- Support the Development of Innovative Energy Technologies.
I obviously don’t agree with all of these EMP goals and policies. But I do realize that they exist.
But instead of fully evaluating the proposed SJG pipeline and BL England plant for consistency with these EMP goals and policies, BPU cherry picked just ONE (seriously flawed) goal from the Energy Master Plan – “instate clean generation” – and ignored the effect of the project on other goals (e.g. efficiency and renewables et al).
Can’t do that.
But, they say we learn something new every day.
I didn’t know that there was a statute that required “maximum extent feasible” consistency with EMP – we should look into litigation on this.
6. BPU ignored consideration of Climate Change or the Global Warming Response Act goals
A significant new $500 million investment in fossil fuel based energy infrastructure is insane given what we now know about the rate of climate change and excellence of tipping points that will trigger irreversible runaway climate chaos.
Even the Pope weighed in.
New science on lifecycle emissions and global warming intensity from natural gas show that it is as bad or worse than coal.
Obviously, this kind of fossil infrastructure investment will undermine GWRA and renewable energy goals.
7. The assertion that NJ needs the capacity is not justified by any analysis or data
The BPU Order claims, without any supporting evidence, that the failure to build instate generation capacity will result in importation of dirty coal power – but that simply is not true. It also ignores the fact that capacity resources include efficiency, demand management, and renewable energy.
Instate efficiency and renewables can provide capacity – as well as imports of renewable power.
It is questionable that BL England closing will be replaced one for one by imports of coal power – instate efficiency and renewables would provide a portion of all of the power demand.
8. BPU comparison of coal versus gas GHG emissions is seriously flawed
BPU claims that natural gas plants are less greenhouse gas intensive than coal plants. This is a straw man and completely misleading claim. The issue is lifecycle impacts. The larger issue is efficiency and renewable alternatives.
Regardless that the most critical issue which is how best to rapidly transition away from fossil fuels, the assertion that natural gas as a fuel is less GHG intensive than coal is demonstrable false.
On top of the misleading nature of this claim, there is no evidence cited to support this assertion.
And the coal unit at BL England is closed anyway (May 2014) – they are using oil/diesel.
And the BPU relies on the Clean Air Council, which is a political body and is not a credible scientific or technical source to back any conclusions.
9. BPU considered acid rain impacts on Pinelands forest, but not climate impacts
In another illustration of misleading cherry picking of the evidence, BPU claims, again with no evidence or expertise, that conversion from coal to gas will reduce SOx & NOx emissions and acid rain impacts on Pinelands forests from coal plants in Pennsylvania!
It is simply remarkable that the BPU bases a decision on criteria pollution emissions from coal plants in Pennsylvania, but completely ignores VOC ozone procurers and greenhouse gas emissions from the thousands of fracking wells there!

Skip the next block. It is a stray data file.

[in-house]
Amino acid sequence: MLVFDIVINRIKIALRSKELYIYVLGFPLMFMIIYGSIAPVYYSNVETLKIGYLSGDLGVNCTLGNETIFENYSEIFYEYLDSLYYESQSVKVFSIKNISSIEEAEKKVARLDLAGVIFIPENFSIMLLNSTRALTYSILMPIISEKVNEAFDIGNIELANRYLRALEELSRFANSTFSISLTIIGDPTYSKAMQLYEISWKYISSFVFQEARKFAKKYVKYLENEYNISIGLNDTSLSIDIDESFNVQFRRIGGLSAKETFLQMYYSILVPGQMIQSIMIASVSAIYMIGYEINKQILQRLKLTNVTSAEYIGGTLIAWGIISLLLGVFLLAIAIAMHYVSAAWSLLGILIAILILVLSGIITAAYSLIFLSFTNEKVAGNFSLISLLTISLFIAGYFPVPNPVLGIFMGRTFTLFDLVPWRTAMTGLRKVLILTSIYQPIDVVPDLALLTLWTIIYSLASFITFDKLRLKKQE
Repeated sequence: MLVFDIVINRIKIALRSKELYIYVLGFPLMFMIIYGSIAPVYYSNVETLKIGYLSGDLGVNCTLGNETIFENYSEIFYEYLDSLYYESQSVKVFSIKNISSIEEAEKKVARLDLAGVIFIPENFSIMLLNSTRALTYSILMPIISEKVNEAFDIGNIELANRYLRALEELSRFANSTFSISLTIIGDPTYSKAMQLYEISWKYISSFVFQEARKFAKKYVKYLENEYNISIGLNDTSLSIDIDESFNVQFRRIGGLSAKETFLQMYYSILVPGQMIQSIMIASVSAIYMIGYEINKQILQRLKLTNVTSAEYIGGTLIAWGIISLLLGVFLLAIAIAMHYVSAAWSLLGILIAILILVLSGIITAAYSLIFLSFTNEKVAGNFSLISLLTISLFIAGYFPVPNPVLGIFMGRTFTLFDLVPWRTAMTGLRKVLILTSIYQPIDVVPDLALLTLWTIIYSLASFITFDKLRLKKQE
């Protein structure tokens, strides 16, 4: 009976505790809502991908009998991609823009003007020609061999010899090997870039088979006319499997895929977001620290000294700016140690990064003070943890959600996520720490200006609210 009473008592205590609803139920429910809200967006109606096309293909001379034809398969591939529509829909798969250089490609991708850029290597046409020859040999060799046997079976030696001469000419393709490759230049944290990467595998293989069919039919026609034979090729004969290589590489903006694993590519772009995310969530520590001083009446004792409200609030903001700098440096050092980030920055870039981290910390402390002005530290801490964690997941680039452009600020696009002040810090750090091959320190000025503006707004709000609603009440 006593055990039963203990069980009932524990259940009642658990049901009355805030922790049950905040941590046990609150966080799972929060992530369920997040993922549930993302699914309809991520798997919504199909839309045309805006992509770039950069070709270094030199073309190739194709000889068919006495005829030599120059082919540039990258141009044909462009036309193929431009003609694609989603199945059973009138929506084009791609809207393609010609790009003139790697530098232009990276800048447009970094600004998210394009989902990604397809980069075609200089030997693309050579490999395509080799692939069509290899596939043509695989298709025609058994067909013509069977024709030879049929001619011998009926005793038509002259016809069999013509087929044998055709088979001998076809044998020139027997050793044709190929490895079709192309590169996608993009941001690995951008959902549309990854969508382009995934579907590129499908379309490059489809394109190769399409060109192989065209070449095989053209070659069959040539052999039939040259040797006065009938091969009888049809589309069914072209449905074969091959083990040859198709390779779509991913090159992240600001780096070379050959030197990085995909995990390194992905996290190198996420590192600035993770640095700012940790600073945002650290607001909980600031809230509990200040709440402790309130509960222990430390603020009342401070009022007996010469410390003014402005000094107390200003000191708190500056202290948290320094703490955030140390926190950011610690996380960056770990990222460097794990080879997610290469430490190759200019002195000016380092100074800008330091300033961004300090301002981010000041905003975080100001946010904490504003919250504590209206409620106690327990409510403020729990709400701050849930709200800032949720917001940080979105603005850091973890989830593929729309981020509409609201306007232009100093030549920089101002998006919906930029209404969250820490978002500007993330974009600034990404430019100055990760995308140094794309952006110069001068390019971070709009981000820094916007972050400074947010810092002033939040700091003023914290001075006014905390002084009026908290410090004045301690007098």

They also ignore climate impacts to Pinelands forest and human health impacts from BL England emissions.
10. “Primarily Serve the Pinelands” – How The Grid Works
A key issue is wether the pipeline and the BL England plant can be shown to “primarily serve the Pinelands”.
BPU attempts to support SJG’s argument in two ways: first by stating that 39 of 53 towns in the Pinelands get power from Atlantic City Electric and that electricity is distributed on the grid much like water flows through a stream or river. In making this argument, BPU again relies on the false assumption that if BL England shuts down that replacement power 1-1 – will be imported from coal plants in Pennsylvania.
The analogy to a flow of water is misleading – the electron field in the grid moves at virtually the speed of light. The grid is not dedicated from local power producer to local power consumer.
11. Distortion of PJM Report on Reliability upgrades
Some claim that if BL England is shut down, that environmentally destructive and costly new power lines will be built in order to address “reliability. Both claims are false.
Jus the opposite is true: PJM evaluated the grid reliability issue under the assumption that BL ENgland would shut down, that reliability upgrades would be to existing infrastructure, not new green fields projects, and they specifically noted that the grid was over 40 years old and in need of upgrades independent of BL England open or closed.
The PJM reliability upgrades are not all related to closure of BL England – the transmission infrastructure is over 40 years old and some of these upgrades would b e required with or without BL Ebngland – again, misleading statements.
12. No evidence or economic analysis to support claims about “price stability”
BPU makes several other unsubstantiated and questionable claims, including the the project will provide energy price stability and lower energy costs.
Costs and energy prices are not stated and do not consider benefits or social costs of carbon.
Lots to consider in this BPU Order – lots of very revealing statements made – I’ll try to get a link and be glad to provide it via email – thanks to Theresa at PPA for providing it _ Will provide links to other documents like PJM when I can.